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Rhapsody is taking on Shazam’s music recognition model with a little twist.

Seattle-based Rhapsody recently launched SongMatch, an Android app that mimics Shazam and allows users to identify music in seconds. But unlike Shazam, users can listen to and download songs provided that they have Rhapsody’s existing $9.99/month or $14.99/month plans.

It’s an interesting way to get people to use Rhapsody’s music service and as the blog post notes, isn’t the first of the company’s efforts to develop purpose-built music apps.

“SongMatch is a great way to introduce new music fans to Rhapsody,” Rhapsody’s Paul Springer wrote. “We’ll continue to focus on using over a decade’s worth of experience to solve customer challenges in discovering and playing the right music, right now.“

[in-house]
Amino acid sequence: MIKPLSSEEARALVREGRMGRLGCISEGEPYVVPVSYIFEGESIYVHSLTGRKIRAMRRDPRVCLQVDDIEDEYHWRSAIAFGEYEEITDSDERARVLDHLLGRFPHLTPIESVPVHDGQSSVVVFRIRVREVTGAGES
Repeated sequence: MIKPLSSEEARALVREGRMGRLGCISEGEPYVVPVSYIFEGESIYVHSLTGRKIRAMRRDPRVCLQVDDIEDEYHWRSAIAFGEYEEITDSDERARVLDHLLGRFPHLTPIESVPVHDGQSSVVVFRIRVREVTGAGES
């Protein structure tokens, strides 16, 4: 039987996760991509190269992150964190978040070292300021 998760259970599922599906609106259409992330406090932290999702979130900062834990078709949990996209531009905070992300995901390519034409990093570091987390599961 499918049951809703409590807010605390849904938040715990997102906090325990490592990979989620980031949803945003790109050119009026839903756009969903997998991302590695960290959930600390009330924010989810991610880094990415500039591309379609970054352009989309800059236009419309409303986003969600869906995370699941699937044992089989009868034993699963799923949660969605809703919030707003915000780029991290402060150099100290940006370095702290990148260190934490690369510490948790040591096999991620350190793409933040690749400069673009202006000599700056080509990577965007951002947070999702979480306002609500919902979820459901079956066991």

Rhapsody joined forces with Gracenote to help with the recognition technology.

In December of last year, Rhapsody said it had topped 1 million subscribers for the first time in its history, leveraging its MetroPCS partnership and its acquisition of the Napster music service from Best Buy.

Rhapsody is an independent, privately held company, based in downtown Seattle, following its 2010 spinoff from RealNetworks. However, RealNetworks retains a large stake in Rhapsody and reports Rhapsody’s financial results as part of its quarterly regulatory filings.

Previously on GeekWire: More music in your living room: Rhapsody debuts Xbox app


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